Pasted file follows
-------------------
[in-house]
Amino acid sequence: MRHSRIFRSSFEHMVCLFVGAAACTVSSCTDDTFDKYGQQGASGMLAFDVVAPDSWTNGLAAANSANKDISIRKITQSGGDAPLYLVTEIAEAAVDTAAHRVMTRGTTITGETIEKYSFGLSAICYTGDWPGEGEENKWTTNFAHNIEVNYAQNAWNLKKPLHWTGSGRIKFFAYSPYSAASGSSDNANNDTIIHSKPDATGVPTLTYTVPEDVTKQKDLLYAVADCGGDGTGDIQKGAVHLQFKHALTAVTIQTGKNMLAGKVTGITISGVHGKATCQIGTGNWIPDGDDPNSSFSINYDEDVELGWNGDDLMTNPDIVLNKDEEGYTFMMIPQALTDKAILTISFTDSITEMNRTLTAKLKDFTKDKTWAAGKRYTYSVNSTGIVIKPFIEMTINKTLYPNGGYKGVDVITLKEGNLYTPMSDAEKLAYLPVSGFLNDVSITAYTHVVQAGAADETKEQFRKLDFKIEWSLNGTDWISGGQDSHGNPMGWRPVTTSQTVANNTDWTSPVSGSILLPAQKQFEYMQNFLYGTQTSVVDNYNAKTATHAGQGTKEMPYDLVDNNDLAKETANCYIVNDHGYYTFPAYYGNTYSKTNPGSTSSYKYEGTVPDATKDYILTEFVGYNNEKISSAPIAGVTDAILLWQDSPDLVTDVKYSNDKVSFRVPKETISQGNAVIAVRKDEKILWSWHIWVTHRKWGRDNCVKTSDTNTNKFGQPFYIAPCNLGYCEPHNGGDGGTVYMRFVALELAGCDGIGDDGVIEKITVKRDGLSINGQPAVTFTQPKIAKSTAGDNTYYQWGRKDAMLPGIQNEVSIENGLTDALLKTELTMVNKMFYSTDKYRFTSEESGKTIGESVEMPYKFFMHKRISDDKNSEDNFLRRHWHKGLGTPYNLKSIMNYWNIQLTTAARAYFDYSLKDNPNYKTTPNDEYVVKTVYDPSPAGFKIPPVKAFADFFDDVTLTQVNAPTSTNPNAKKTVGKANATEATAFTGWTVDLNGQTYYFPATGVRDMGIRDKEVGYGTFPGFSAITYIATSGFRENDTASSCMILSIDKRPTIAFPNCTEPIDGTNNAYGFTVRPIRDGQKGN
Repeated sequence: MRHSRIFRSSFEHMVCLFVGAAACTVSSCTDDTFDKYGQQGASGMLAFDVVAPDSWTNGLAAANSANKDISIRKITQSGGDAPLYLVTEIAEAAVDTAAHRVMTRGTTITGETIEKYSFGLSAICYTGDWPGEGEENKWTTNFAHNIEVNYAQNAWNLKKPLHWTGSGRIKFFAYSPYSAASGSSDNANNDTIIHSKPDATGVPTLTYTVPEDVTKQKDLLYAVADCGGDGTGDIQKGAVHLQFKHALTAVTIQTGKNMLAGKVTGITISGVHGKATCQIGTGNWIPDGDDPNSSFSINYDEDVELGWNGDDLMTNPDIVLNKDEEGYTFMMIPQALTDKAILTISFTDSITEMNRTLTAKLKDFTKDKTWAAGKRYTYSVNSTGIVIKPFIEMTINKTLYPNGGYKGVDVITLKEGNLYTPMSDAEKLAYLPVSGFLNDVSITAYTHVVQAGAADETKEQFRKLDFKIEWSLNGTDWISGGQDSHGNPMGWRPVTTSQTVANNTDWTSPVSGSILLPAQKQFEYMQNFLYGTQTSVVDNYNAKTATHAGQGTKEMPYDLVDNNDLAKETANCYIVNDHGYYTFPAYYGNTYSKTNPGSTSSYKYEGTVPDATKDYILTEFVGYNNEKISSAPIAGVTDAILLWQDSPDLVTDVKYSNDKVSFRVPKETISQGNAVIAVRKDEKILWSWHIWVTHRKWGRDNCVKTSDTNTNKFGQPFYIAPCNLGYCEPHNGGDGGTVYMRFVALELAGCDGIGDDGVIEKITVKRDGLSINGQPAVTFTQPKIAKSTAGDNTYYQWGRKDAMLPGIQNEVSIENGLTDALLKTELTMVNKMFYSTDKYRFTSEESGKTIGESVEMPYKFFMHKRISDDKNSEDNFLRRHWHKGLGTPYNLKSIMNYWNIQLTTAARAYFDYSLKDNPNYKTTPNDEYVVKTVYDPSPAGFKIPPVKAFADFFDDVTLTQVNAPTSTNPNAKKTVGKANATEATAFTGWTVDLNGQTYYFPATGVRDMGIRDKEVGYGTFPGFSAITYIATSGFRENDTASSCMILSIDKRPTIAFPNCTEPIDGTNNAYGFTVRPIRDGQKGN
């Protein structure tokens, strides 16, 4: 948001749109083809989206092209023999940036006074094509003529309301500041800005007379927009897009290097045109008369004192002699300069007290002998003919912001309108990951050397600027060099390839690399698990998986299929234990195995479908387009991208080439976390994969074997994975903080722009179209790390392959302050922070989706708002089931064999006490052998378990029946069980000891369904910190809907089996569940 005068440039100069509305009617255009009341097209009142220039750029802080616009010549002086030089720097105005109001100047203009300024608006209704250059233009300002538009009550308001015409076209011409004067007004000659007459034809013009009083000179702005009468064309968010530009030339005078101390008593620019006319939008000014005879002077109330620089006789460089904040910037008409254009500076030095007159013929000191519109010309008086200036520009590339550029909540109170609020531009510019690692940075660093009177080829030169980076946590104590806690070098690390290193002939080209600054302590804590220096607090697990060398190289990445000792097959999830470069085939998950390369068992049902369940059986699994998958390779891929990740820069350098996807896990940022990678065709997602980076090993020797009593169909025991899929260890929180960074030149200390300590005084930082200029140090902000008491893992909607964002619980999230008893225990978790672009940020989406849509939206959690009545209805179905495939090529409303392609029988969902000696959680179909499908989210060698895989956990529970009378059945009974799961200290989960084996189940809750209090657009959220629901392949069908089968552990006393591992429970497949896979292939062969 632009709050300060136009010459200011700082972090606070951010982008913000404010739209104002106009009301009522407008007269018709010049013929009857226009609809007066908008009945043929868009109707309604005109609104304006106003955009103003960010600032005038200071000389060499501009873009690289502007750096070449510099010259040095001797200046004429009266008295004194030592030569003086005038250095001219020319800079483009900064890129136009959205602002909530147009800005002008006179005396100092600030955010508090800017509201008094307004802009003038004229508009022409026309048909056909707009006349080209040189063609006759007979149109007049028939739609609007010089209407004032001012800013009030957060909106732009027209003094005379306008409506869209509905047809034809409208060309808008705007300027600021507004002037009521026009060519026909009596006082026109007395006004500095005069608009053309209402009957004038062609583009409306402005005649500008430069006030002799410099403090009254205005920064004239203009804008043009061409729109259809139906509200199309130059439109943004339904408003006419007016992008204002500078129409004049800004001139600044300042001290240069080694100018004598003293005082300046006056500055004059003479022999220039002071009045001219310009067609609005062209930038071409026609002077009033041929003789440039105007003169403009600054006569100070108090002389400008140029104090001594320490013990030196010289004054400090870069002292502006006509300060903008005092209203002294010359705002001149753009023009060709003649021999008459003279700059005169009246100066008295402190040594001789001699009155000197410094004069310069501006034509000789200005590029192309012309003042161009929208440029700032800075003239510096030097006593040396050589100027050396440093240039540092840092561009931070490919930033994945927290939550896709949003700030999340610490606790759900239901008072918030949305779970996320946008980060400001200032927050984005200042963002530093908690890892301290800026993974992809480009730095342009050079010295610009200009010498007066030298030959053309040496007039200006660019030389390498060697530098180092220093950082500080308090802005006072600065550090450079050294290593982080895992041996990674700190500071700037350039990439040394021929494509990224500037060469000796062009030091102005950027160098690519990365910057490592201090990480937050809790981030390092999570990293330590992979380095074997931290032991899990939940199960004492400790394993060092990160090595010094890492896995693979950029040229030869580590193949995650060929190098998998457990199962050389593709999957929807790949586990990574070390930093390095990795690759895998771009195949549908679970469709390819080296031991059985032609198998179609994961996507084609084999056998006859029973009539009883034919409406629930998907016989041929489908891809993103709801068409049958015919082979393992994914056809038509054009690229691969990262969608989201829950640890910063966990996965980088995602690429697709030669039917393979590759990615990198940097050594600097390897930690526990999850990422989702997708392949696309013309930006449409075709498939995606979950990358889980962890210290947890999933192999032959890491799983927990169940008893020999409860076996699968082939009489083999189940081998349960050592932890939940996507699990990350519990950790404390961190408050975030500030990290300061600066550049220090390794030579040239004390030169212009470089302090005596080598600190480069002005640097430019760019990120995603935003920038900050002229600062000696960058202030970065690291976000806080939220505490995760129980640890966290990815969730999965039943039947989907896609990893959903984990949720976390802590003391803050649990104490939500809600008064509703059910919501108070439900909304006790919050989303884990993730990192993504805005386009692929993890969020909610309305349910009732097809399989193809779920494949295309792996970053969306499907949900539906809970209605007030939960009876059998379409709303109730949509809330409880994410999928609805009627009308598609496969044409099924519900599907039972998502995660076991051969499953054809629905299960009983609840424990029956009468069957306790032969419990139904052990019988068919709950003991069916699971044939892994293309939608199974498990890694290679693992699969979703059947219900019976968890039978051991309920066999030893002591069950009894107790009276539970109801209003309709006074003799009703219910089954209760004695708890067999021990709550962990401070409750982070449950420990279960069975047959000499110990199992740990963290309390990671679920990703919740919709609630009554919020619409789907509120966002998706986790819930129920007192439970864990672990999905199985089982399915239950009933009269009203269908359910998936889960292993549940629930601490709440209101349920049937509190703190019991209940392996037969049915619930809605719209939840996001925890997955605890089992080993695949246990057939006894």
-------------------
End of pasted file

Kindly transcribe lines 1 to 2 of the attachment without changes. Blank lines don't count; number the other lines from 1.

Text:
[in-house]
Amino acid sequence: MRHSRIFRSSFEHMVCLFVGAAACTVSSCTDDTFDKYGQQGASGMLAFDVVAPDSWTNGLAAANSANKDISIRKITQSGGDAPLYLVTEIAEAAVDTAAHRVMTRGTTITGETIEKYSFGLSAICYTGDWPGEGEENKWTTNFAHNIEVNYAQNAWNLKKPLHWTGSGRIKFFAYSPYSAASGSSDNANNDTIIHSKPDATGVPTLTYTVPEDVTKQKDLLYAVADCGGDGTGDIQKGAVHLQFKHALTAVTIQTGKNMLAGKVTGITISGVHGKATCQIGTGNWIPDGDDPNSSFSINYDEDVELGWNGDDLMTNPDIVLNKDEEGYTFMMIPQALTDKAILTISFTDSITEMNRTLTAKLKDFTKDKTWAAGKRYTYSVNSTGIVIKPFIEMTINKTLYPNGGYKGVDVITLKEGNLYTPMSDAEKLAYLPVSGFLNDVSITAYTHVVQAGAADETKEQFRKLDFKIEWSLNGTDWISGGQDSHGNPMGWRPVTTSQTVANNTDWTSPVSGSILLPAQKQFEYMQNFLYGTQTSVVDNYNAKTATHAGQGTKEMPYDLVDNNDLAKETANCYIVNDHGYYTFPAYYGNTYSKTNPGSTSSYKYEGTVPDATKDYILTEFVGYNNEKISSAPIAGVTDAILLWQDSPDLVTDVKYSNDKVSFRVPKETISQGNAVIAVRKDEKILWSWHIWVTHRKWGRDNCVKTSDTNTNKFGQPFYIAPCNLGYCEPHNGGDGGTVYMRFVALELAGCDGIGDDGVIEKITVKRDGLSINGQPAVTFTQPKIAKSTAGDNTYYQWGRKDAMLPGIQNEVSIENGLTDALLKTELTMVNKMFYSTDKYRFTSEESGKTIGESVEMPYKFFMHKRISDDKNSEDNFLRRHWHKGLGTPYNLKSIMNYWNIQLTTAARAYFDYSLKDNPNYKTTPNDEYVVKTVYDPSPAGFKIPPVKAFADFFDDVTLTQVNAPTSTNPNAKKTVGKANATEATAFTGWTVDLNGQTYYFPATGVRDMGIRDKEVGYGTFPGFSAITYIATSGFRENDTASSCMILSIDKRPTIAFPNCTEPIDGTNNAYGFTVRPIRDGQKGN